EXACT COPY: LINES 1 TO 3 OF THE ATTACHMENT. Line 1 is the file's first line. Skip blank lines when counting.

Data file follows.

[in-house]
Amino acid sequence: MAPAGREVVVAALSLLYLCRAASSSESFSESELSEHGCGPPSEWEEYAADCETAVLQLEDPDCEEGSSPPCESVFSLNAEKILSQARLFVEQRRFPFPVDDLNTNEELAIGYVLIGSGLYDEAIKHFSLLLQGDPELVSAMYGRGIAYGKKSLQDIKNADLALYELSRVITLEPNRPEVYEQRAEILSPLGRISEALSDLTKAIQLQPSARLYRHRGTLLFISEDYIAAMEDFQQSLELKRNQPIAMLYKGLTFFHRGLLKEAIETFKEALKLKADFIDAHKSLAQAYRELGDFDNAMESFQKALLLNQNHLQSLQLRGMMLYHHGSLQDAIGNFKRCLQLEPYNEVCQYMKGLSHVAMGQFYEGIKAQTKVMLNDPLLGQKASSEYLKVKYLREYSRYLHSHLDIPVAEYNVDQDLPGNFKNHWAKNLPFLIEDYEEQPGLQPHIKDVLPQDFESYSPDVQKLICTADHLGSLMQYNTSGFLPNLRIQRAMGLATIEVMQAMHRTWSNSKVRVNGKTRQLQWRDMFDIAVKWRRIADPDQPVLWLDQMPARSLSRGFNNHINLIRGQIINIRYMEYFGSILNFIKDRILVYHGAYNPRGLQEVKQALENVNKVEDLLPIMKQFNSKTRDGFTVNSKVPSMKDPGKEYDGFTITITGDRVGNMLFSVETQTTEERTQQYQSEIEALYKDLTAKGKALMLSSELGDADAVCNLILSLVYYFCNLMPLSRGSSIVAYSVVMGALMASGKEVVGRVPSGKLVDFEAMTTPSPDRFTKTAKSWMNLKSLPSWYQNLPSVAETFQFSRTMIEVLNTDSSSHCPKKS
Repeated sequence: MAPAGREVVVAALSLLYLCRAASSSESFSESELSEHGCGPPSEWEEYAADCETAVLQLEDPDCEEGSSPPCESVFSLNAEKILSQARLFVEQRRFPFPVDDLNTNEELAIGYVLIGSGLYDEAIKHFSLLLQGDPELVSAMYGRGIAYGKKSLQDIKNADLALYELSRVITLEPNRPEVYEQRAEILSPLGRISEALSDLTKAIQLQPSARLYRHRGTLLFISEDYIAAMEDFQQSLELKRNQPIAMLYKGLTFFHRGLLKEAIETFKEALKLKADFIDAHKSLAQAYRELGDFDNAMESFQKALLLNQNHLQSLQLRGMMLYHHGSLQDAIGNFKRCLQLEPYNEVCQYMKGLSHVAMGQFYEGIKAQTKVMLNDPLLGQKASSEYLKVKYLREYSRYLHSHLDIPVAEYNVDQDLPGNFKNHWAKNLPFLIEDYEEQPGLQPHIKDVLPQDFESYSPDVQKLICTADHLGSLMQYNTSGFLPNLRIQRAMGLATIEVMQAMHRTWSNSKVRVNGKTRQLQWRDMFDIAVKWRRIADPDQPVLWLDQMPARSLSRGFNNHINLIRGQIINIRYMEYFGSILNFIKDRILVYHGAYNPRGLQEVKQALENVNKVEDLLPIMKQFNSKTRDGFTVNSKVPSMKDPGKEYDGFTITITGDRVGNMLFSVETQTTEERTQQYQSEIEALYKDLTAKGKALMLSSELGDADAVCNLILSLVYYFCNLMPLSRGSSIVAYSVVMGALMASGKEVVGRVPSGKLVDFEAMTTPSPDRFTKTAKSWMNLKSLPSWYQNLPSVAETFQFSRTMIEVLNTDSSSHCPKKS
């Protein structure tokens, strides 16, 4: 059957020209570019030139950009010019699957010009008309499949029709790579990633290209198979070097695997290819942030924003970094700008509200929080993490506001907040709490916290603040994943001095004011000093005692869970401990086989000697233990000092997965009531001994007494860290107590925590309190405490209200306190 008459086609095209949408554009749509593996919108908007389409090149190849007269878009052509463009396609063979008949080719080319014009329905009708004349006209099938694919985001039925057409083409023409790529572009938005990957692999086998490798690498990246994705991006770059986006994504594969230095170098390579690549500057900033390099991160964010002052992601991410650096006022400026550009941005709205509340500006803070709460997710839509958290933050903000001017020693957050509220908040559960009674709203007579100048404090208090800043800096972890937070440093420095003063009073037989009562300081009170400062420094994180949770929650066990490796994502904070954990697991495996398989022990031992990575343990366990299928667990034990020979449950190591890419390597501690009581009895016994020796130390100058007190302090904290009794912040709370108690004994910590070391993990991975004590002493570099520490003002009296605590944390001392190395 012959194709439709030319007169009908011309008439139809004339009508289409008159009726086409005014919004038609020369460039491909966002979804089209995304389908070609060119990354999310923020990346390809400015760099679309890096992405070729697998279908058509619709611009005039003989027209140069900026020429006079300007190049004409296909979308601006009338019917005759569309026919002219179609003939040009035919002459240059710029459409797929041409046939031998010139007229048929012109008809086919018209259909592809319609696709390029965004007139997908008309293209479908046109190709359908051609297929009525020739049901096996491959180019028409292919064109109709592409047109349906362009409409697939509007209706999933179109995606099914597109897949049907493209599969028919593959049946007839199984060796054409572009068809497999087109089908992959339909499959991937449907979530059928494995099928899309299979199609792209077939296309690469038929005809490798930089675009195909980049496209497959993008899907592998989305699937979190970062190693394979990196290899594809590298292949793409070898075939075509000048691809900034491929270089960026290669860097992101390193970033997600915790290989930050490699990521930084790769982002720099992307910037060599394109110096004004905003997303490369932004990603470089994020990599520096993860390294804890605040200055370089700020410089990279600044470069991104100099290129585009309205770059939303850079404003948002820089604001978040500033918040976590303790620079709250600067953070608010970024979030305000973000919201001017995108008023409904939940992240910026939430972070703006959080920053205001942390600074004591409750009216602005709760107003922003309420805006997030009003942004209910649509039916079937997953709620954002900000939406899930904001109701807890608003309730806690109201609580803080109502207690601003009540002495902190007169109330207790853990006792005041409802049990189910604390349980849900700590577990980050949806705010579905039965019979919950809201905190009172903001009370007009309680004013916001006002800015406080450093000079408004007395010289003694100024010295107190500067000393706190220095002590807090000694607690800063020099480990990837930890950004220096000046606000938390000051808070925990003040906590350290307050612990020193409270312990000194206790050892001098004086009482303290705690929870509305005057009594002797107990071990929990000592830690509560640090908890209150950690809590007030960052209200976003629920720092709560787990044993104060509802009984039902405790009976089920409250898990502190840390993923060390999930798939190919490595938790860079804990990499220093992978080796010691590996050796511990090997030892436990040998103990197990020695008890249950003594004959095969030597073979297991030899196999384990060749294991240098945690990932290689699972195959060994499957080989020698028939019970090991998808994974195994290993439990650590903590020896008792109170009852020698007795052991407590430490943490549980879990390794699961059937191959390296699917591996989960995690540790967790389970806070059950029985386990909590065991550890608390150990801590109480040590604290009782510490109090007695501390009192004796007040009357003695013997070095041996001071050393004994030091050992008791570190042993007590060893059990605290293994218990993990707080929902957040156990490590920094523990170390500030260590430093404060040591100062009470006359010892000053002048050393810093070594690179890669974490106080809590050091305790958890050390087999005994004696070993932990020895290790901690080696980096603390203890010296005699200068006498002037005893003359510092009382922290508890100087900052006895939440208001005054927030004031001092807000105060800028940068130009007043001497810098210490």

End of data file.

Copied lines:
[in-house]
Amino acid sequence: MAPAGREVVVAALSLLYLCRAASSSESFSESELSEHGCGPPSEWEEYAADCETAVLQLEDPDCEEGSSPPCESVFSLNAEKILSQARLFVEQRRFPFPVDDLNTNEELAIGYVLIGSGLYDEAIKHFSLLLQGDPELVSAMYGRGIAYGKKSLQDIKNADLALYELSRVITLEPNRPEVYEQRAEILSPLGRISEALSDLTKAIQLQPSARLYRHRGTLLFISEDYIAAMEDFQQSLELKRNQPIAMLYKGLTFFHRGLLKEAIETFKEALKLKADFIDAHKSLAQAYRELGDFDNAMESFQKALLLNQNHLQSLQLRGMMLYHHGSLQDAIGNFKRCLQLEPYNEVCQYMKGLSHVAMGQFYEGIKAQTKVMLNDPLLGQKASSEYLKVKYLREYSRYLHSHLDIPVAEYNVDQDLPGNFKNHWAKNLPFLIEDYEEQPGLQPHIKDVLPQDFESYSPDVQKLICTADHLGSLMQYNTSGFLPNLRIQRAMGLATIEVMQAMHRTWSNSKVRVNGKTRQLQWRDMFDIAVKWRRIADPDQPVLWLDQMPARSLSRGFNNHINLIRGQIINIRYMEYFGSILNFIKDRILVYHGAYNPRGLQEVKQALENVNKVEDLLPIMKQFNSKTRDGFTVNSKVPSMKDPGKEYDGFTITITGDRVGNMLFSVETQTTEERTQQYQSEIEALYKDLTAKGKALMLSSELGDADAVCNLILSLVYYFCNLMPLSRGSSIVAYSVVMGALMASGKEVVGRVPSGKLVDFEAMTTPSPDRFTKTAKSWMNLKSLPSWYQNLPSVAETFQFSRTMIEVLNTDSSSHCPKKS
Repeated sequence: MAPAGREVVVAALSLLYLCRAASSSESFSESELSEHGCGPPSEWEEYAADCETAVLQLEDPDCEEGSSPPCESVFSLNAEKILSQARLFVEQRRFPFPVDDLNTNEELAIGYVLIGSGLYDEAIKHFSLLLQGDPELVSAMYGRGIAYGKKSLQDIKNADLALYELSRVITLEPNRPEVYEQRAEILSPLGRISEALSDLTKAIQLQPSARLYRHRGTLLFISEDYIAAMEDFQQSLELKRNQPIAMLYKGLTFFHRGLLKEAIETFKEALKLKADFIDAHKSLAQAYRELGDFDNAMESFQKALLLNQNHLQSLQLRGMMLYHHGSLQDAIGNFKRCLQLEPYNEVCQYMKGLSHVAMGQFYEGIKAQTKVMLNDPLLGQKASSEYLKVKYLREYSRYLHSHLDIPVAEYNVDQDLPGNFKNHWAKNLPFLIEDYEEQPGLQPHIKDVLPQDFESYSPDVQKLICTADHLGSLMQYNTSGFLPNLRIQRAMGLATIEVMQAMHRTWSNSKVRVNGKTRQLQWRDMFDIAVKWRRIADPDQPVLWLDQMPARSLSRGFNNHINLIRGQIINIRYMEYFGSILNFIKDRILVYHGAYNPRGLQEVKQALENVNKVEDLLPIMKQFNSKTRDGFTVNSKVPSMKDPGKEYDGFTITITGDRVGNMLFSVETQTTEERTQQYQSEIEALYKDLTAKGKALMLSSELGDADAVCNLILSLVYYFCNLMPLSRGSSIVAYSVVMGALMASGKEVVGRVPSGKLVDFEAMTTPSPDRFTKTAKSWMNLKSLPSWYQNLPSVAETFQFSRTMIEVLNTDSSSHCPKKS